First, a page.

Lancashire SEND IAS

Lancashire SEND IAS

Information, advice and support for Special Educational Needs and Disability

SEN meaning

SEN is short for special educational needs. It's a term you'll probably hear a lot from now on.

A child has special educational needs if both of these things are true for them:

  1. They have a learning difficulty or disability. This means:

they have 'significantly greater difficulty' in learning than most of the other children in their age group or class;

or they have a disability which prevents them making use of what's on offer in a mainstream school.

  1. Their learning difficulty or disability means they need educational or training support that is additional to, or different from, that made generally for other children or young people of the same age.

So, in other words, if your child or young person has both a learning difficulty or disability and they need extra or different support from others of their age, then they have a special educational need.

Special educational needs affect different children in different ways. For example, your child may find it hard to:

  • understand things
  • make friends and manage relationships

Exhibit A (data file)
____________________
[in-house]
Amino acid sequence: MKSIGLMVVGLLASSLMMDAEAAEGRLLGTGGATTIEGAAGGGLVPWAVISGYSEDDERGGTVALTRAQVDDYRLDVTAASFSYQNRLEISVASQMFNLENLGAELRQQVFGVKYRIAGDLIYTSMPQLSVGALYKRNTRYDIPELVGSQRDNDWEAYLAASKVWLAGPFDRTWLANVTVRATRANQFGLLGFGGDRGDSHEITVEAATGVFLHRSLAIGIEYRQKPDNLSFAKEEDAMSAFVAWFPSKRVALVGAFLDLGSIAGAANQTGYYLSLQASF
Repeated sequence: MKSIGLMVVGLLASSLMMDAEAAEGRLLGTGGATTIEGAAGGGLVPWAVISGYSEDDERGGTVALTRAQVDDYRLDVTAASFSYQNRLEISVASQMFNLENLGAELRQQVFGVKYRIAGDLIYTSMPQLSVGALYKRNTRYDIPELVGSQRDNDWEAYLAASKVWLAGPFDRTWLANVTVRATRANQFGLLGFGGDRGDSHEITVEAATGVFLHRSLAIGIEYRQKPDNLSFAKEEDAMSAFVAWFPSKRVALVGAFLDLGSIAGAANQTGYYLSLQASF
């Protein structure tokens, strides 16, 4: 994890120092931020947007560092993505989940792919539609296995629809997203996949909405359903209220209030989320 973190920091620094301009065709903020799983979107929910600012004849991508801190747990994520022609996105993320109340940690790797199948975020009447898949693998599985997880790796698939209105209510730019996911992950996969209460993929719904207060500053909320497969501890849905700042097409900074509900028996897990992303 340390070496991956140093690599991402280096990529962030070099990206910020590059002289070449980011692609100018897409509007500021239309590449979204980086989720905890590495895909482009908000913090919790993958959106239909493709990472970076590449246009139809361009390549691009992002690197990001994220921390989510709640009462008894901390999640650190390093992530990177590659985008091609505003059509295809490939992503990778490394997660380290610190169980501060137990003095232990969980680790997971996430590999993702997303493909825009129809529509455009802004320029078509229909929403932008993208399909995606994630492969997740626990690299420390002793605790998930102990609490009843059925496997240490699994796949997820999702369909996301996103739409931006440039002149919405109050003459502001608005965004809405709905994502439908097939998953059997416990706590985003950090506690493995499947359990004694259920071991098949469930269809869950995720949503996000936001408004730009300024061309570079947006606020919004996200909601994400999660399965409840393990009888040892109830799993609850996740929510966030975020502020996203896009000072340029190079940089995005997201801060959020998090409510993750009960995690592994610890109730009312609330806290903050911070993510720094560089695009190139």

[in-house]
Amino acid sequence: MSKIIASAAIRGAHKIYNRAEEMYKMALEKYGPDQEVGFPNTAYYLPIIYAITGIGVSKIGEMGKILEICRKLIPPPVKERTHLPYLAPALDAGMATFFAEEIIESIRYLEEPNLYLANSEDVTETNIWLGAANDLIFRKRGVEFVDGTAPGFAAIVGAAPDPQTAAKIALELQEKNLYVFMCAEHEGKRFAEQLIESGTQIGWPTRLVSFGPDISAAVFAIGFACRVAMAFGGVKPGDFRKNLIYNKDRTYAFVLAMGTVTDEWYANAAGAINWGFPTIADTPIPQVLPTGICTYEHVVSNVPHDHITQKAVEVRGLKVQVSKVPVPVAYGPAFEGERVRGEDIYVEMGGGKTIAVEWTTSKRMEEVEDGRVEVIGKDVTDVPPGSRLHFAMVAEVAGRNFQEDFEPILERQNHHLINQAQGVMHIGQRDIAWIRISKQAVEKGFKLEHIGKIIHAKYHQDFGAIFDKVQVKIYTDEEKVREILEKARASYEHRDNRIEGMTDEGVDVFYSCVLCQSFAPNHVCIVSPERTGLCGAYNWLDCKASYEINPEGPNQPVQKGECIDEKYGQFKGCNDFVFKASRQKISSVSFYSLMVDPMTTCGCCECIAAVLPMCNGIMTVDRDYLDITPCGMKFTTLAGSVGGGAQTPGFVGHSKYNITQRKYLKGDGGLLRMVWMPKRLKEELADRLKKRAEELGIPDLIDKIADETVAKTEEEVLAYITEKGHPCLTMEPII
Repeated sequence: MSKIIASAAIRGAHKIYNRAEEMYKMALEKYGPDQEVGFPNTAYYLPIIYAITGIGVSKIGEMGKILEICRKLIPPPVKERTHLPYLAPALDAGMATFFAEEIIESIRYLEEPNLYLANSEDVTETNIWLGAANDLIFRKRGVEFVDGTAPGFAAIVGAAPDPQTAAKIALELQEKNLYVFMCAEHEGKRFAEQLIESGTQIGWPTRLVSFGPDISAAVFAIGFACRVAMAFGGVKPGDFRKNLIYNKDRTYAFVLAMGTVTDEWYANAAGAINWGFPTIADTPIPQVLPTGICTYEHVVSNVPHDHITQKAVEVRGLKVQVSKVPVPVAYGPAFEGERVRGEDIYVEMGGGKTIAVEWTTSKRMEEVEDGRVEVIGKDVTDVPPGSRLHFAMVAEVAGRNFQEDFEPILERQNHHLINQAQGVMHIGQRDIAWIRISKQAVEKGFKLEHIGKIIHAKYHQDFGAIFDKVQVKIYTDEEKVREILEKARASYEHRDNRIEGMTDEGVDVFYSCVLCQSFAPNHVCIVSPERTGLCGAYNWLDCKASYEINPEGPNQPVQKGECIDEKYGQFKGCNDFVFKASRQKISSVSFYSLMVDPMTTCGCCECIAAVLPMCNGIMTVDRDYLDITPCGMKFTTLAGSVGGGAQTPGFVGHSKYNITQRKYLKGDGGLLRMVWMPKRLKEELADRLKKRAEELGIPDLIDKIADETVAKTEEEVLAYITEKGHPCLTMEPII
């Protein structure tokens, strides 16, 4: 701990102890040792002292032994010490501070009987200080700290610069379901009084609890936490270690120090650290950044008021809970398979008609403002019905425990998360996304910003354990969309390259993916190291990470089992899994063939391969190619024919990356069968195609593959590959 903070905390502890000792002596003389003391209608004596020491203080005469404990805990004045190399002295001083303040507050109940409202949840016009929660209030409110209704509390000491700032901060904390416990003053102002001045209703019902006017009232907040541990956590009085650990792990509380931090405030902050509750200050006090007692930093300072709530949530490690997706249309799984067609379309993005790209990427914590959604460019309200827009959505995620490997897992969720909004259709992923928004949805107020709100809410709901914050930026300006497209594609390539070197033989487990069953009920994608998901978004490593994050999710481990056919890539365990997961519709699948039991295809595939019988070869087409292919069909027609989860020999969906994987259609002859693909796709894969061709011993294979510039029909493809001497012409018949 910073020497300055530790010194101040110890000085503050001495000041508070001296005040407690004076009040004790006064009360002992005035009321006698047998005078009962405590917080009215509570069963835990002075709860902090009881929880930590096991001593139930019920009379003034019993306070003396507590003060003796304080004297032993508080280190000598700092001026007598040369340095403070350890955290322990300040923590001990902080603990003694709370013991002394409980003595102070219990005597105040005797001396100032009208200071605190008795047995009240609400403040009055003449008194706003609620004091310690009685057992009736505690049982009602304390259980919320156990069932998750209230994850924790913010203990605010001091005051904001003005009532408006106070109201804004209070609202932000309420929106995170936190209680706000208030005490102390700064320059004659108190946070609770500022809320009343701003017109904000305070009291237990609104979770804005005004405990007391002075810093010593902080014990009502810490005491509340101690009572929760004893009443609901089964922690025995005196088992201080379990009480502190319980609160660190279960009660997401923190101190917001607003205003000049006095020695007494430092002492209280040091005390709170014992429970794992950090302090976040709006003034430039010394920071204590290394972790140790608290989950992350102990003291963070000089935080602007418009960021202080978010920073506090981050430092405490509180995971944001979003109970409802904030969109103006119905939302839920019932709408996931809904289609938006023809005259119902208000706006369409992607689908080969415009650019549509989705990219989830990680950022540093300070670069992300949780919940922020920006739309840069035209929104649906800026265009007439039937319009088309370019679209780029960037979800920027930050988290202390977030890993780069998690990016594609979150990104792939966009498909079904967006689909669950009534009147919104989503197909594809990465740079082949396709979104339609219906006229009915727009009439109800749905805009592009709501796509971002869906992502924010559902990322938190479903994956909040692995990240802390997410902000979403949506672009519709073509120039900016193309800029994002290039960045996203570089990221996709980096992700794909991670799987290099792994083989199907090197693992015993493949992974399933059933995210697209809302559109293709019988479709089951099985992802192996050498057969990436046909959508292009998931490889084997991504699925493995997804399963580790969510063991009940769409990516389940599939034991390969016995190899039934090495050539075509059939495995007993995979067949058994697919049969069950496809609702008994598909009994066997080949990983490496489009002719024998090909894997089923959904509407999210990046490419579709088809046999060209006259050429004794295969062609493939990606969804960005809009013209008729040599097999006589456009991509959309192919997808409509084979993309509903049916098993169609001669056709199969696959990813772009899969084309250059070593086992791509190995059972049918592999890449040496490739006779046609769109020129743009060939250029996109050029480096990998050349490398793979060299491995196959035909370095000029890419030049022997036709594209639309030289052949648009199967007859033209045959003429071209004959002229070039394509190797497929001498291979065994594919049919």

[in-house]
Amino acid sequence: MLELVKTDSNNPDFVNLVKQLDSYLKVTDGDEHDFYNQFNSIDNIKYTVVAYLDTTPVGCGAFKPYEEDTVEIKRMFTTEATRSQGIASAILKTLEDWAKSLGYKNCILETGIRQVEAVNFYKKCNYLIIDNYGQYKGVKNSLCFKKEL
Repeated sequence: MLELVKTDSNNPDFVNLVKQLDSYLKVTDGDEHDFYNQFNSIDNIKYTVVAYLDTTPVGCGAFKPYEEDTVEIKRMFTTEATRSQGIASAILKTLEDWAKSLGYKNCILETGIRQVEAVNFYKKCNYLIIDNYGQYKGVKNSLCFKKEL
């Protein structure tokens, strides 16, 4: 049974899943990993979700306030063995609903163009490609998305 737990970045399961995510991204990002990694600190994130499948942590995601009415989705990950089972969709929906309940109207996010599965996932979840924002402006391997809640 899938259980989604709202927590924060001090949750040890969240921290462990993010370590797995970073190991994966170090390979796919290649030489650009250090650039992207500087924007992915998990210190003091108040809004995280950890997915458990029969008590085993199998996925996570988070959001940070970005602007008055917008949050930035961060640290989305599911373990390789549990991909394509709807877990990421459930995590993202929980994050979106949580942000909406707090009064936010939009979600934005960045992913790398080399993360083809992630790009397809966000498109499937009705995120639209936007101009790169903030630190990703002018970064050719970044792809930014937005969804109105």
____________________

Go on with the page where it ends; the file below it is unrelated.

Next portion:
• concentrate and settle down to learn
  • talk to others or make themselves understood
  • read, write or understand maths
  • emotionally regulate themselves and ‘behave’ in school

SEN is a really broad area with lots of different kinds of need. Some children may have SEN in a specific area or just need some support to make progress, whereas other children may have a range of needs or need a lot of support. Sometimes these are called complex needs.

Some children or young people may need extra support which isn’t special educational support, for example, if they need medicines given at school to manage a health condition.

You’ll also see the term SEND. This stands for special educational needs and disability.

All children and young people with SEN are entitled to extra support with learning at nursery, school or college.